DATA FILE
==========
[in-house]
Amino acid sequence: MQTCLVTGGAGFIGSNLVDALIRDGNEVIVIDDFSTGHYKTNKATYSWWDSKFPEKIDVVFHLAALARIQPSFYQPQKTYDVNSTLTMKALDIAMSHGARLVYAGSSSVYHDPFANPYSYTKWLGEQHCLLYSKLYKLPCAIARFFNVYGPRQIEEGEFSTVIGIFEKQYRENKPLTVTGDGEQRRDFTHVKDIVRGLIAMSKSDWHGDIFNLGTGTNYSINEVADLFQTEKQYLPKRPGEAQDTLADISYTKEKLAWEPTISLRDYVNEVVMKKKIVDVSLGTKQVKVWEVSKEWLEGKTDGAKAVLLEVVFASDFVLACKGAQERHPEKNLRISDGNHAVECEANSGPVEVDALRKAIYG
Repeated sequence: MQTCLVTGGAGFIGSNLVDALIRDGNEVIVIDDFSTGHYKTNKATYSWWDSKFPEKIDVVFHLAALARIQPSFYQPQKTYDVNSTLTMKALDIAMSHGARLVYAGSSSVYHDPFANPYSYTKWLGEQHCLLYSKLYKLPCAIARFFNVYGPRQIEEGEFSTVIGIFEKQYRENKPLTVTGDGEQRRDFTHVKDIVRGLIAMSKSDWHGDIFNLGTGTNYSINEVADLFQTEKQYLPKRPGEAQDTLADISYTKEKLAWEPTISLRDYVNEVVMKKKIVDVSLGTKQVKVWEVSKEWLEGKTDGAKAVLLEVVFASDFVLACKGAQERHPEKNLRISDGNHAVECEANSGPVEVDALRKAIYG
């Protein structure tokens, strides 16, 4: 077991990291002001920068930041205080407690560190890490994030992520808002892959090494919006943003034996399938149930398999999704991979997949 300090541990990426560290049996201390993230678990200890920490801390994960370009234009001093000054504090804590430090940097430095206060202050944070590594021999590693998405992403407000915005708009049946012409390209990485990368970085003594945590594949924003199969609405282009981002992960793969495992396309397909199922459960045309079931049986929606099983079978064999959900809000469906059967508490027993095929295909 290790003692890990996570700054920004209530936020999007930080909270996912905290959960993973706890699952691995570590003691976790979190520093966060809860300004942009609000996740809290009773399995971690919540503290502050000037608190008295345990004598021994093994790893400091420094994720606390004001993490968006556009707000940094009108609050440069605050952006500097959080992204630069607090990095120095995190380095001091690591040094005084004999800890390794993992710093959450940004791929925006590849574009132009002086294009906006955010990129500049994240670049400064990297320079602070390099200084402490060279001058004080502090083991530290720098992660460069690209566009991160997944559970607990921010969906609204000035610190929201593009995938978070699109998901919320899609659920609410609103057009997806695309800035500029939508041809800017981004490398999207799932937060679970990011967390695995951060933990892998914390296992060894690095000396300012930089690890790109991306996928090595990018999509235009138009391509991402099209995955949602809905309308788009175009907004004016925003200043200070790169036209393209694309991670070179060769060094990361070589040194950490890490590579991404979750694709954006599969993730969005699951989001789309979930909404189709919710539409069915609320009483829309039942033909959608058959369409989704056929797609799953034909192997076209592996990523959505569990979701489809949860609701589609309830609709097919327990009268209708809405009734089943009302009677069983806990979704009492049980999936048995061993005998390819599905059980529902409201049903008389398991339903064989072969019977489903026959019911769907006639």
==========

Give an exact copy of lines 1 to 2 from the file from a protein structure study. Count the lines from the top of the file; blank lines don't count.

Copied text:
[in-house]
Amino acid sequence: MQTCLVTGGAGFIGSNLVDALIRDGNEVIVIDDFSTGHYKTNKATYSWWDSKFPEKIDVVFHLAALARIQPSFYQPQKTYDVNSTLTMKALDIAMSHGARLVYAGSSSVYHDPFANPYSYTKWLGEQHCLLYSKLYKLPCAIARFFNVYGPRQIEEGEFSTVIGIFEKQYRENKPLTVTGDGEQRRDFTHVKDIVRGLIAMSKSDWHGDIFNLGTGTNYSINEVADLFQTEKQYLPKRPGEAQDTLADISYTKEKLAWEPTISLRDYVNEVVMKKKIVDVSLGTKQVKVWEVSKEWLEGKTDGAKAVLLEVVFASDFVLACKGAQERHPEKNLRISDGNHAVECEANSGPVEVDALRKAIYG